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Proposed Senate bill burdens small communities, leaders say


The Senate Finance Committee introduced a bill, SB 209, that would raise local government and school retirement contributions from 22 percent to 26.5 percent by 2018 and would likely translate to cuts in services and or tax increases locally.

PERS, or Public Employee Retirement System, is the state’s retirement benefit plan. Every public employee has a certain tier of benefits and each municipality annually chips in a portion of those benefits.

SB 209 increases those municipal contributions incrementally and means local government would increase by $270,970 by this June and would increase the total contribution to $1.3 million by June 2018.

A similar bill, SB 207, would increase local teacher’s retirement contribution by 8.4 percent by June, 2018 reflecting a total local contribution of $727,847.

In response to a questionnaire sent out by the Alaska Municipal League regarding how those impacts would effect local government and citizens, Petersburg Borough Manager wrote that the borough would need to take multiple approaches to draw new revenue.

“First, the property tax mill rate would need to be raised 1.09 mils throughout the borough,” Giesbrecht wrote. “This would effectively max out property tax collections in service area one, and raise the rate outside of service are one to 5.09 from 4.0. If this was to occur, the borough could offset 71 percent of the lost revenue, leaving the community with a deficit of $139,620 in the first year.”

Petersburg School District Superintendent Erica Kludt-Painter also filled out a response, citing a decrease in staff and programs.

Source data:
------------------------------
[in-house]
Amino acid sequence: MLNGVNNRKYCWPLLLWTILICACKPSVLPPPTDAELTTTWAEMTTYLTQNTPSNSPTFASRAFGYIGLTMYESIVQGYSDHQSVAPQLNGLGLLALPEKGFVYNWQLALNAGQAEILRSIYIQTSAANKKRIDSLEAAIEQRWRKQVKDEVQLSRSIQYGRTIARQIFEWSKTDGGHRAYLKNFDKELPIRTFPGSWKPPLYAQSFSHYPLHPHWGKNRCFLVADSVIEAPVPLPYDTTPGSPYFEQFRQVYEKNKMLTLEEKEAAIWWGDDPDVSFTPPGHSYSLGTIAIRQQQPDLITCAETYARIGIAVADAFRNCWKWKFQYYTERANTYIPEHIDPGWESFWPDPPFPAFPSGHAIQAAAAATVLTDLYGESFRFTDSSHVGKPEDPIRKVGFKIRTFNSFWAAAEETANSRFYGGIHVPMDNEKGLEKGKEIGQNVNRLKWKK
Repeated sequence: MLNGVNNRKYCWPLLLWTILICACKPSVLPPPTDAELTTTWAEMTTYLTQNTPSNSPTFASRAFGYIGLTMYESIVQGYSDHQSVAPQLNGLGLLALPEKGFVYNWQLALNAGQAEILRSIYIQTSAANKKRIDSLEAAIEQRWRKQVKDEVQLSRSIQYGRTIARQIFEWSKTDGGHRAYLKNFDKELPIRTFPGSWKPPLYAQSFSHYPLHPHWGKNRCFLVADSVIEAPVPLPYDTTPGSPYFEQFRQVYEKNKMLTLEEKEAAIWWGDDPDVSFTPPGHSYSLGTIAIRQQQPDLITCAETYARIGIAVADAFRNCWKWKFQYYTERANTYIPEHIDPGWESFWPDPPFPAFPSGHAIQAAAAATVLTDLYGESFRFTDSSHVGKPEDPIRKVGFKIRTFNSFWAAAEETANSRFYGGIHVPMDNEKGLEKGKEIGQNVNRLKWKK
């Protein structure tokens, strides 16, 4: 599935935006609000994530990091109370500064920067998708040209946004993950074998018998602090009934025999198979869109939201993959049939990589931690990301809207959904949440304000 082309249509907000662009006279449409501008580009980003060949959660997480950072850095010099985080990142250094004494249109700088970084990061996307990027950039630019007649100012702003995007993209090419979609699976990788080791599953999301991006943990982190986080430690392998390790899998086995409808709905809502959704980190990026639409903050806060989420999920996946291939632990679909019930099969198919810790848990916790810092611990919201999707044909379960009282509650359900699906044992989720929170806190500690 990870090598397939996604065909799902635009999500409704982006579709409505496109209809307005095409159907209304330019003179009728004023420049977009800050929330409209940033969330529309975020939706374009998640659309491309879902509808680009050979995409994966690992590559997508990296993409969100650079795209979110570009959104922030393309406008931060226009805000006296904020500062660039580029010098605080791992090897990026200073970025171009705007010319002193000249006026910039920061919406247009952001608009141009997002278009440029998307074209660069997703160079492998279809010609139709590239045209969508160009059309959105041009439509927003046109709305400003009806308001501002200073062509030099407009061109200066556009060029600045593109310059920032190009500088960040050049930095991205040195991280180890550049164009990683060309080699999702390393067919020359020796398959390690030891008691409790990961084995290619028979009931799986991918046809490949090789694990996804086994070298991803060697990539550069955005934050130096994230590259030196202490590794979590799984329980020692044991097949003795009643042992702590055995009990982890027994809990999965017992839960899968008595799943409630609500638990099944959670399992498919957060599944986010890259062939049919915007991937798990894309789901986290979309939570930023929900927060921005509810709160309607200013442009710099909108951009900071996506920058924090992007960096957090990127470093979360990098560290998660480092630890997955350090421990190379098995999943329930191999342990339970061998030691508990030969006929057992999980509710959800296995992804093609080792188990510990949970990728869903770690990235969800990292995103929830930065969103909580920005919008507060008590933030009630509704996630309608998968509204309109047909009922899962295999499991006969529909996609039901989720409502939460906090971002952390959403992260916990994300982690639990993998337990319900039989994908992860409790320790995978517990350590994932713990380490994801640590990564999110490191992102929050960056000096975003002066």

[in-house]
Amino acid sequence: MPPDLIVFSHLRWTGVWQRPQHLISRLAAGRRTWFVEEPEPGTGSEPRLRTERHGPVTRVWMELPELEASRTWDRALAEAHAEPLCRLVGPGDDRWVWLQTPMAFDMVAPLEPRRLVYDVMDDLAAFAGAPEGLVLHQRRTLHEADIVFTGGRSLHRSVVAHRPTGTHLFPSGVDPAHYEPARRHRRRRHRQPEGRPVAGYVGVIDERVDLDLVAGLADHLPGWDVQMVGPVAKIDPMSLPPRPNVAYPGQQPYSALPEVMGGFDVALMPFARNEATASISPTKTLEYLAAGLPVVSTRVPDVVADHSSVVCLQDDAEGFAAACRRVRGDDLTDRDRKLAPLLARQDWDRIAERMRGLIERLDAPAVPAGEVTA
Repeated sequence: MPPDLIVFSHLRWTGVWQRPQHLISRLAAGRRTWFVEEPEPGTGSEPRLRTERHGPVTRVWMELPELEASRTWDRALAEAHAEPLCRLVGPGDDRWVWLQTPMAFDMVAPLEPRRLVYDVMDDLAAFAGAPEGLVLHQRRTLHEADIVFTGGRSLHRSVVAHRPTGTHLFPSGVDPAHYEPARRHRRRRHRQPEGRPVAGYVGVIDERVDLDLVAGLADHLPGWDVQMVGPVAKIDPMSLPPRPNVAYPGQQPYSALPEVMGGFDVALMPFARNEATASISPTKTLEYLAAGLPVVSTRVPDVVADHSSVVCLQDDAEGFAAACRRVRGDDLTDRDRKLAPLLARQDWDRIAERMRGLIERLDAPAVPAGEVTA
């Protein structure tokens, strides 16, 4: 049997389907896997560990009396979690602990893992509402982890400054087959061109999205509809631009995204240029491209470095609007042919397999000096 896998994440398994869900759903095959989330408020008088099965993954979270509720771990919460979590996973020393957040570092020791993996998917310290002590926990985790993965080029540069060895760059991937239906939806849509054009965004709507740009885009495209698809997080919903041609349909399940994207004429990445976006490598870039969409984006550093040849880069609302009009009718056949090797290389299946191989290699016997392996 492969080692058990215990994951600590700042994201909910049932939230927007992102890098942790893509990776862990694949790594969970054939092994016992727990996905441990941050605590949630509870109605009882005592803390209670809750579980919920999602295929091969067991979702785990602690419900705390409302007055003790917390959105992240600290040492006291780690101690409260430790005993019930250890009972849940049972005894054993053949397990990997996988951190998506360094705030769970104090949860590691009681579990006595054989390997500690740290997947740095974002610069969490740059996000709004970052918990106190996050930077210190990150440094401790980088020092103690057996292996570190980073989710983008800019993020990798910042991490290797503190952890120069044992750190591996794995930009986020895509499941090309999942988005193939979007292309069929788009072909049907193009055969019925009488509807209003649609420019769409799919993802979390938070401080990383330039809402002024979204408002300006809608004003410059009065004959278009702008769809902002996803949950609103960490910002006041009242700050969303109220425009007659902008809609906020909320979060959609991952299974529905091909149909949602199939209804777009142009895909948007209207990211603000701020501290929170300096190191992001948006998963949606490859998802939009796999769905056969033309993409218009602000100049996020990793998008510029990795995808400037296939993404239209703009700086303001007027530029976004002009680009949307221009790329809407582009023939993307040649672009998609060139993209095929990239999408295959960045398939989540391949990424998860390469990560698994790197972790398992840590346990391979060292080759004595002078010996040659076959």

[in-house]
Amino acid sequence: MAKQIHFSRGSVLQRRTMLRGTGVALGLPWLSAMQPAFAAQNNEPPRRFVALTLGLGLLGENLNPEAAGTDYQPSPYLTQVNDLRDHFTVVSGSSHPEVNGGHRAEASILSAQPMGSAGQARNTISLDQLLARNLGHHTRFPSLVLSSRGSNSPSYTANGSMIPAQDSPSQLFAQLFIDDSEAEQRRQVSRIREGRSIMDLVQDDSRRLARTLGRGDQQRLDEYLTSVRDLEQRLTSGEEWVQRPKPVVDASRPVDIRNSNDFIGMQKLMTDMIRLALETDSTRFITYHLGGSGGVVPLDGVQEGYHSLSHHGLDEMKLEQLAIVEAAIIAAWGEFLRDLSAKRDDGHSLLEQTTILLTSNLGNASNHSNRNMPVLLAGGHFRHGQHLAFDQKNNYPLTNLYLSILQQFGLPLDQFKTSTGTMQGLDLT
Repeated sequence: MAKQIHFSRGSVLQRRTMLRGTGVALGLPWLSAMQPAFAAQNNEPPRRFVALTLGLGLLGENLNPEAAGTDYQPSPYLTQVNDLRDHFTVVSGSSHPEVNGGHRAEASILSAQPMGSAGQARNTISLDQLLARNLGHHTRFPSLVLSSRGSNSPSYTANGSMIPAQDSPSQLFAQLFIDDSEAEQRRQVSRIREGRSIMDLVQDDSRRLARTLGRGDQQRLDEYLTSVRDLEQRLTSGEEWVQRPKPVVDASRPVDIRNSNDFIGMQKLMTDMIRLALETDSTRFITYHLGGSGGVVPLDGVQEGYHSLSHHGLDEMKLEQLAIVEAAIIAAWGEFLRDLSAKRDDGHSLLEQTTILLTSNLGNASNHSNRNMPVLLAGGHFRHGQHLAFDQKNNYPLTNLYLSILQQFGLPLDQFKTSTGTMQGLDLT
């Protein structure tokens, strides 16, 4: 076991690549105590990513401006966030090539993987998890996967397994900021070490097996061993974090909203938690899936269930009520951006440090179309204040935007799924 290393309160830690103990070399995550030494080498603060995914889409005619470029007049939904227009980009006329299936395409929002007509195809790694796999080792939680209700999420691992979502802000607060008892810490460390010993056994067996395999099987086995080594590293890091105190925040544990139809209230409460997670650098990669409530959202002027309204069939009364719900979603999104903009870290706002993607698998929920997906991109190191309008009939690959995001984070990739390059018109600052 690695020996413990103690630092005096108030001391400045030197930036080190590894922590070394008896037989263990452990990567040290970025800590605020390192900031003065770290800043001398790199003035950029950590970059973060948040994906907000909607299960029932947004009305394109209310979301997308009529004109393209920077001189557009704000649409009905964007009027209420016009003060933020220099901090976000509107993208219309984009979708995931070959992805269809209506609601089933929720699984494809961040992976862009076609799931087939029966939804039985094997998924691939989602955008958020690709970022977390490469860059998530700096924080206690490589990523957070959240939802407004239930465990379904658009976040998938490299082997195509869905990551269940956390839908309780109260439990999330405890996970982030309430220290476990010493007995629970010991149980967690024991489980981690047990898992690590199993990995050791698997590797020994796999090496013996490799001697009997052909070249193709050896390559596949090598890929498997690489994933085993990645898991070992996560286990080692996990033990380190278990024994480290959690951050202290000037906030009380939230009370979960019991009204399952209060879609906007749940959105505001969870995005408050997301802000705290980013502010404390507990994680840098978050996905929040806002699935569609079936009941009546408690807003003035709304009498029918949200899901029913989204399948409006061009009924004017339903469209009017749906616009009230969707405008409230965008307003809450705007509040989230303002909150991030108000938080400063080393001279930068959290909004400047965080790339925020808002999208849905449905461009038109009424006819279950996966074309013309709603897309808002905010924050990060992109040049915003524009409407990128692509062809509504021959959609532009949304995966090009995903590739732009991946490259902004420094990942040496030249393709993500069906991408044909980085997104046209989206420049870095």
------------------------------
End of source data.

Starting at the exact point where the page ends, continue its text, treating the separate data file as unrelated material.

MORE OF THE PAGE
“Likely, the first to go would be a reduction or elimination of student activities (music, academic, art, athletics); then reduction or elimination of swim/migrant program and associated staff (which would likely result in the pool shutting down, as the school pays the utilities),” Kludt-Painter wrote.

PERS also affects Petersburg Medical Clinic and PMC CEO Elizabeth Woodyard wrote that PMC would not be able to raise rates to cover the additional $526,460 proposed increase during the next three years.

“Both Medicare and Medicaid pay a fixed rate,” Woodyard wrote. “Although the medical center can increase rates, private insurance companies will only pay what is normal and customary.”

She went on to write that any changes in property taxes or other increases in borough revenues would not benefit the medical center and PMC would be forced to lose staff and services.

Municipalities across Alaska are already facing decreased revenue sharing from the state. In Petersburg that amounts to a loss of $30 million from its normal $60 million it receives in revenue sharing.

The cuts come as the state legislature continues to deal with the state’s multi-billion dollar budget deficit.

An opportunity to comment about both bills before the Senate Finance Committee will be available in the coming days at the Petersburg Legislative Information Office. Contact the office or visit to learn when and how you can comment.


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